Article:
The Bear Market Is Here, and the Recession May Not Be Far Behind

Well, it was fun while it lasted. The politicians and decision-makers in government and at the Federal Reserve flooded the country with liquidity, especially while they panicked the nation with COVID-19, which turned the idle hands sitting at home into day traders. Now we are ready to hit the wall, caused by the mountains of money that were printed and either distributed or spent.

Friday’s 8.6% inflation reading was the highest since 1981, and gasoline prices surging past the $5 mark are at the highest level ever, with Brent and West Texas Intermediate crude both trading right near the $120 mark. The core inflation number at 6% also exceeded expectations, which means everyday items that consumers need are also hitting highs not seen in years.

The Federal Reserve meeting for June starts tomorrow, and there is speculation that the once for-sure 50 basis-point increase could turn into a 75-basis-point increase. While that may not happen this week, as Fed Chair Jay Powell knows that will spook the markets into an even bigger decline than what we have seen over the past three days, it is almost a certainty they will have to go that route in July.

Morgan Stanley made some very precise and scary observations on where we stand as the S&P 500 slips back into bear market status, which is defined as a 20% or more decline. These were made as of the close on Friday:

  • We have had three consecutive days of 1% or greater losses for the S&P 500. That is the first time for that trend since April of 2020.
  • The S&P 500 posted its second-worst week of the year last week. The week ending January 21 was worse, down a stunning 5.68%.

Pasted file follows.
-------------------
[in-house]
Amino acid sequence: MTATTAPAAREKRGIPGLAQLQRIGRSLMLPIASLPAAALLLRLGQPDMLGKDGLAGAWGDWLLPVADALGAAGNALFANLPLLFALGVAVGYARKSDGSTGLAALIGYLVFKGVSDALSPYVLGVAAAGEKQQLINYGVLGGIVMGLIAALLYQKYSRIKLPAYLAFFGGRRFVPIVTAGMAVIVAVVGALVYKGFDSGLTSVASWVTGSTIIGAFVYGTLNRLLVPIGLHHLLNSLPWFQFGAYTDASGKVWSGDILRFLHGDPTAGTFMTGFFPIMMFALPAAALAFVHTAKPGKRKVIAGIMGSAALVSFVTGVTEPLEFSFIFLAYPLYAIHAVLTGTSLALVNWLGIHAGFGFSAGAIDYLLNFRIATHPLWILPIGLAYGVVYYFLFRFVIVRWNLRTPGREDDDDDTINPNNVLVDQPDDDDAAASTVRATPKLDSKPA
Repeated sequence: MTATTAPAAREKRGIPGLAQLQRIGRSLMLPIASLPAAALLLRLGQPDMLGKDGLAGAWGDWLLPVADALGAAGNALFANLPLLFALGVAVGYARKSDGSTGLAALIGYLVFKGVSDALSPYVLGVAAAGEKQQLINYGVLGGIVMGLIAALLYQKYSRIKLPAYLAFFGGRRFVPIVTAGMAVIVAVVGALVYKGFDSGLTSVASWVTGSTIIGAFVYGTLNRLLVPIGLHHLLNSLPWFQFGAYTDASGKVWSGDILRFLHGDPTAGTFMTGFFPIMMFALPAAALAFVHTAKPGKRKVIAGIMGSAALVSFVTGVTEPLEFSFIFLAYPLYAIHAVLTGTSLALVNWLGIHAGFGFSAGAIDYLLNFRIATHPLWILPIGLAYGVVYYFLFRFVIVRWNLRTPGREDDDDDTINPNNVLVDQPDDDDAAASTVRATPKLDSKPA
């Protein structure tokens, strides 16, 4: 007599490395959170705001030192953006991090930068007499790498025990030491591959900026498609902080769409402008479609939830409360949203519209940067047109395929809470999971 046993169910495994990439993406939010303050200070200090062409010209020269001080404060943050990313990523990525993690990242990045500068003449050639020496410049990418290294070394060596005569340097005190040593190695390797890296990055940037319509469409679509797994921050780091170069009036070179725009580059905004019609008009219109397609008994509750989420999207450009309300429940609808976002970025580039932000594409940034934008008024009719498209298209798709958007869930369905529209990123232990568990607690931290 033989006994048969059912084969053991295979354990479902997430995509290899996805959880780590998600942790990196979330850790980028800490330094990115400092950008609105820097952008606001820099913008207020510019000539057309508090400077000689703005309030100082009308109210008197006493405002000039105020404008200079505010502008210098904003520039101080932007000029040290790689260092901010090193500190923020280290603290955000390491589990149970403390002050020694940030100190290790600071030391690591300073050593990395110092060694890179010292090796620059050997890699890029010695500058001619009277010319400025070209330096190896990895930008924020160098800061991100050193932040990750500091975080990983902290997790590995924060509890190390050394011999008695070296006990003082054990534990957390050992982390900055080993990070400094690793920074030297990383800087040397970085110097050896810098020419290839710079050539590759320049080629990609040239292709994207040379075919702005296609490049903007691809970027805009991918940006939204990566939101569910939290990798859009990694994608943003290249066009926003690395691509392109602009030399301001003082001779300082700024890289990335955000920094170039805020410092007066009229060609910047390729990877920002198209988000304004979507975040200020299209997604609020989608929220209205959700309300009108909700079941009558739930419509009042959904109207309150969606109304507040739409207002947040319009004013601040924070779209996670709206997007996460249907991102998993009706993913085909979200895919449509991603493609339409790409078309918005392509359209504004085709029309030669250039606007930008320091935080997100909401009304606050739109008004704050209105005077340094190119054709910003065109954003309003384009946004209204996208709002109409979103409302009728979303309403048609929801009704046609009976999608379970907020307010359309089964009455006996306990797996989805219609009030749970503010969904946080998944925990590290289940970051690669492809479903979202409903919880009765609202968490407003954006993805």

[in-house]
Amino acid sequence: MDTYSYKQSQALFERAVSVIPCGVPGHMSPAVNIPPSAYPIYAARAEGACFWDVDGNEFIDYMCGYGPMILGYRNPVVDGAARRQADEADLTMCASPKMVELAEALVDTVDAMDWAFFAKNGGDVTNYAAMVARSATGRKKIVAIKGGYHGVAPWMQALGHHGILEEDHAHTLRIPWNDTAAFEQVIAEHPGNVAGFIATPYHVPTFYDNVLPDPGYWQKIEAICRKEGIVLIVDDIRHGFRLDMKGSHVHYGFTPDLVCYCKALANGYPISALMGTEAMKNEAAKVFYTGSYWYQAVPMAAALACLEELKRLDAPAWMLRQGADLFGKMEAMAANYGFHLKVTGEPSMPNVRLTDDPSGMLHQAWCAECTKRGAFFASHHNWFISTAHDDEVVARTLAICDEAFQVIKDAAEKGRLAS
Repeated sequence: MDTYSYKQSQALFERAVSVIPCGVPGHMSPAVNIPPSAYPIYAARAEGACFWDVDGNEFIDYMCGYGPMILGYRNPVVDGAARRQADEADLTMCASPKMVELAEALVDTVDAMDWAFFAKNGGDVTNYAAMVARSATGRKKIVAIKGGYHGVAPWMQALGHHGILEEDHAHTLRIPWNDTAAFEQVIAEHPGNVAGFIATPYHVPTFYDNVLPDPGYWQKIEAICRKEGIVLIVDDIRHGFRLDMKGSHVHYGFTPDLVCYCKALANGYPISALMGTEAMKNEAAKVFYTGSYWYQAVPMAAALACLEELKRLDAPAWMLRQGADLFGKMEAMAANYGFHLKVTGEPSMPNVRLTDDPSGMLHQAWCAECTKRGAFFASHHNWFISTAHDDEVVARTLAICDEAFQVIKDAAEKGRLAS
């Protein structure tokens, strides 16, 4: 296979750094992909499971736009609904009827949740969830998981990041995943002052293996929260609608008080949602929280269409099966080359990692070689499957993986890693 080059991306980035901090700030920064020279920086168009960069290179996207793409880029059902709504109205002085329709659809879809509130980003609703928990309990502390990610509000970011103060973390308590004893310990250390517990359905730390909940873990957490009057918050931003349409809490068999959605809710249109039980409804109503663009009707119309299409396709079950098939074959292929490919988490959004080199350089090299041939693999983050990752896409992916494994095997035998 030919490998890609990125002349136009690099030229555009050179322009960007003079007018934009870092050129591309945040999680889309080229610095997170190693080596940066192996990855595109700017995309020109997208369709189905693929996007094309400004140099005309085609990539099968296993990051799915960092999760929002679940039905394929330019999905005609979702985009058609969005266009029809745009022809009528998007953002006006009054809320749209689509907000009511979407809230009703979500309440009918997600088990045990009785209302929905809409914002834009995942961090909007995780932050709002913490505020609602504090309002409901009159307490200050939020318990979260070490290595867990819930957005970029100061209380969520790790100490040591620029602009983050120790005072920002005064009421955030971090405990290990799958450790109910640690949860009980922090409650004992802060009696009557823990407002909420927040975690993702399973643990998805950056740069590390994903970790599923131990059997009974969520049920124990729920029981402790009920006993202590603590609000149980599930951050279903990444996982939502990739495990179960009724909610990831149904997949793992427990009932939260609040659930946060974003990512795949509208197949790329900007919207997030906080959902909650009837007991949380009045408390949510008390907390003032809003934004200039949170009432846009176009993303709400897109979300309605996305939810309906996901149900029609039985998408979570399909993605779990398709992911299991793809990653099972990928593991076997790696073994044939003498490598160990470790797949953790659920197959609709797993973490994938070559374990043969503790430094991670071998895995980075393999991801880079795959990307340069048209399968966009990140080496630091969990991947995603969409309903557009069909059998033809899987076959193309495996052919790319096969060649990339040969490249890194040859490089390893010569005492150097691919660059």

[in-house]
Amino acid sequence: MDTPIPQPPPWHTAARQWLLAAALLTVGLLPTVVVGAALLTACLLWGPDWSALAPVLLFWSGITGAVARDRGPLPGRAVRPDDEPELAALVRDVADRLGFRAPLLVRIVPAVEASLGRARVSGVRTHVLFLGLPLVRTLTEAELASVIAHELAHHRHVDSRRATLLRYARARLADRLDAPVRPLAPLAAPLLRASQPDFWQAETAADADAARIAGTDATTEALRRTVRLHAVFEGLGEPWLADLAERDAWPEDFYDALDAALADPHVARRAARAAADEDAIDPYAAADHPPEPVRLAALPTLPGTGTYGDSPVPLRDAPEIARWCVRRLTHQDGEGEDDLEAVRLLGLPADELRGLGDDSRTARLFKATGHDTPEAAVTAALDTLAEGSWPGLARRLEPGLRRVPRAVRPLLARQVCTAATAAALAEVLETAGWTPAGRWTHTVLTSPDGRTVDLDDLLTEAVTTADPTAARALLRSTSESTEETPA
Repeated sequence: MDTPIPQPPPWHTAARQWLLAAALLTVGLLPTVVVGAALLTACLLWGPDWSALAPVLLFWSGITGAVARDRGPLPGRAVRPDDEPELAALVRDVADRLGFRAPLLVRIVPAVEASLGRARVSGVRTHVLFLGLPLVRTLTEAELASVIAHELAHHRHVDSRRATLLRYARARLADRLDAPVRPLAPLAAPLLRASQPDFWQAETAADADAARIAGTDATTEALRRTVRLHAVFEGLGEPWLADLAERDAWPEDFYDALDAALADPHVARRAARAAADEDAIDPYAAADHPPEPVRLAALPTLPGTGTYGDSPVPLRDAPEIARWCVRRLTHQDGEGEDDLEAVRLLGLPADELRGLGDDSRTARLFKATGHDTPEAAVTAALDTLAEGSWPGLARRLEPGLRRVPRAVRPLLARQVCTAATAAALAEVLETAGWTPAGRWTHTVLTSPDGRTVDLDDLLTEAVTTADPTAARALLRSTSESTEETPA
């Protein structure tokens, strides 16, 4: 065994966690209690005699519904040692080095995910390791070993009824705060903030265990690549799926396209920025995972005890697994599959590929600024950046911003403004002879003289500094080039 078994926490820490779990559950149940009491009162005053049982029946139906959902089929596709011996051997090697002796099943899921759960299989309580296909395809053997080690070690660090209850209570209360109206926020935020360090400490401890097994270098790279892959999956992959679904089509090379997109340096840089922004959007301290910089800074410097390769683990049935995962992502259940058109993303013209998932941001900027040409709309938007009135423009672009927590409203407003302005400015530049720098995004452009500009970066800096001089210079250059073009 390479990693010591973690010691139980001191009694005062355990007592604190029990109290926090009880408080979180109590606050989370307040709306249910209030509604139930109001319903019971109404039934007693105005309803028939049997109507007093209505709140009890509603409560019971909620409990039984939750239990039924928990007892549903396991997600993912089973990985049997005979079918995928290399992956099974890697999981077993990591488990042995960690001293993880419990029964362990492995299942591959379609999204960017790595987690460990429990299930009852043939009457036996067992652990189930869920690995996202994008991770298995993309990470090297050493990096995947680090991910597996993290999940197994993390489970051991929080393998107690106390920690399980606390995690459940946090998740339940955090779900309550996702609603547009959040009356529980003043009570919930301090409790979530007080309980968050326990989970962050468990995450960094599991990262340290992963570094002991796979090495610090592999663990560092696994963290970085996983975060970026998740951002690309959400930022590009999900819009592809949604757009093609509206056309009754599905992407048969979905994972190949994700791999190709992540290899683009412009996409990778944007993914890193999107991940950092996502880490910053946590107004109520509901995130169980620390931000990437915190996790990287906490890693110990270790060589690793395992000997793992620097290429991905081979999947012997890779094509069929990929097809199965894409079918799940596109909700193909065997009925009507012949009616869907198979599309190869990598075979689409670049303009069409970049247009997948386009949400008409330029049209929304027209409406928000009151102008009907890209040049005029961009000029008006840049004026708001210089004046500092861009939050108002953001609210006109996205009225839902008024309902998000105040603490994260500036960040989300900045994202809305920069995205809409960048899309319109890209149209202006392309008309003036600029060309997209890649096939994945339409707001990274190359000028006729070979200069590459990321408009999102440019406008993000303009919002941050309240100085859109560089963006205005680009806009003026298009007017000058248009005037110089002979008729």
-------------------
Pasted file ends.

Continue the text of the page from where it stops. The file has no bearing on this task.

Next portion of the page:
• The venerable Dow Jones industrial average has fallen in 10 of the past 11 weeks. That has not happened since the horrific days of the Great Depression.
  • The S&P 500 and the Nasdaq have now been down in nine of the past 10 weeks. The S&P 500 has not had a run that bad since April of 2001, and the Nasdaq since August of 2002.
  • Every sector was lower last week, and the selling has been either universal long selling or aggressive short squeezes.

The oddity is that last week marked the fifth consecutive week of inflows to U.S. equities, while inflows this year are at the $120 billion level. Even Cathie Wood’s hammered ARK Innovation flagship fund has seen massive inflows this year, despite being crushed to the tune of 75%.

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The reality for investors is this: don’t try to catch the proverbial falling knife. Raise cash where you can, as cash is king for now. If we break the 3,800 mark of the S&P 500, we could be headed to a June gloom ride to the 3,400 to 3,500 level. Plus, to add a touch more insult to injury, the cryptocurrency world, which we recently were told was indeed the future, is also crashing. Bitcoin was down over 11% Monday alone.

The rally point likely will be way down the road, as the Federal Reserve has to push rates higher to bring down the massive government-induced inflation. Don’t think for a moment the Russia-Ukraine war is the cause, despite the president’s finger-pointing. The inflationary trend started a year ago, and we were told all during the summer and the fall of 2021 that it was transitory and would fade eventually. Eventually it will, but not any time soon.

Recently, Treasury Secretary Janet Yellen finally conceded that she had failed to anticipate how long high inflation would continue to torment consumers. While all along she should have known that profligate spending and the massive printing of money would take its course, as it always leads to an inflationary environment. The incredible idea that the Democrats are still trying to push a slimmed-down spending package of “Build Back Better” boondoggle is amazing.

ALSO READ: This Country Has the Worst Inflation in the World

Toss in the administration’s absurd energy policies, which basically has us begging OPEC and Venezuela to pump more, when just a few short years ago the shale revolution had the U.S. at energy independence, and all the necessary ingredients for a recession with inflation were put in place to whip a big case of 1970s stagflation. With first-quarter gross domestic product already posted at a negative 1.5%, and the Atlanta Fed lowering the current GDP tracker to 0.9% last week, we very possibly could be in a recession when the second-quarter numbers are released. A stagnant economy battered by inflation is likely to be That ’70s Show this summer.

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